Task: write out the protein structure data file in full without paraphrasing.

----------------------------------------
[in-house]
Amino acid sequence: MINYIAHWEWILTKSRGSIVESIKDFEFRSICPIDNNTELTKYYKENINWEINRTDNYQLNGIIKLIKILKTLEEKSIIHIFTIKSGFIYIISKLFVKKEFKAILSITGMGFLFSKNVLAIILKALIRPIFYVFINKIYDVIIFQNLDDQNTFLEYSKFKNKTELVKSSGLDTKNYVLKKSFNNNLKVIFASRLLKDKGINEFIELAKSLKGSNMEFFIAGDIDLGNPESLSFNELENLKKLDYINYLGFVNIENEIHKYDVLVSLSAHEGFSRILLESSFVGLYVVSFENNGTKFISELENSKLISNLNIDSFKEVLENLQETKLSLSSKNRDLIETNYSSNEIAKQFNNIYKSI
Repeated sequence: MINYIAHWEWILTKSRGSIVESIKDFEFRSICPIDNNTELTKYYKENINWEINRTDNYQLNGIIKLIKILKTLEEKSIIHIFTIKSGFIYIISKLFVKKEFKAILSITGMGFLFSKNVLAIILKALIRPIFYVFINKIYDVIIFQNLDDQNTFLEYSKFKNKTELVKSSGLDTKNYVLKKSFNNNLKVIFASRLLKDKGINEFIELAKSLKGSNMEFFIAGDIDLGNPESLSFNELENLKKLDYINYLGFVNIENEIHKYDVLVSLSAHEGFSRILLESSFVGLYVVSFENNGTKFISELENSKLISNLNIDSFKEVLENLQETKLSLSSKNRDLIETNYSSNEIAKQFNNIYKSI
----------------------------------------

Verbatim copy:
[in-house]
Amino acid sequence: MINYIAHWEWILTKSRGSIVESIKDFEFRSICPIDNNTELTKYYKENINWEINRTDNYQLNGIIKLIKILKTLEEKSIIHIFTIKSGFIYIISKLFVKKEFKAILSITGMGFLFSKNVLAIILKALIRPIFYVFINKIYDVIIFQNLDDQNTFLEYSKFKNKTELVKSSGLDTKNYVLKKSFNNNLKVIFASRLLKDKGINEFIELAKSLKGSNMEFFIAGDIDLGNPESLSFNELENLKKLDYINYLGFVNIENEIHKYDVLVSLSAHEGFSRILLESSFVGLYVVSFENNGTKFISELENSKLISNLNIDSFKEVLENLQETKLSLSSKNRDLIETNYSSNEIAKQFNNIYKSI
Repeated sequence: MINYIAHWEWILTKSRGSIVESIKDFEFRSICPIDNNTELTKYYKENINWEINRTDNYQLNGIIKLIKILKTLEEKSIIHIFTIKSGFIYIISKLFVKKEFKAILSITGMGFLFSKNVLAIILKALIRPIFYVFINKIYDVIIFQNLDDQNTFLEYSKFKNKTELVKSSGLDTKNYVLKKSFNNNLKVIFASRLLKDKGINEFIELAKSLKGSNMEFFIAGDIDLGNPESLSFNELENLKKLDYINYLGFVNIENEIHKYDVLVSLSAHEGFSRILLESSFVGLYVVSFENNGTKFISELENSKLISNLNIDSFKEVLENLQETKLSLSSKNRDLIETNYSSNEIAKQFNNIYKSI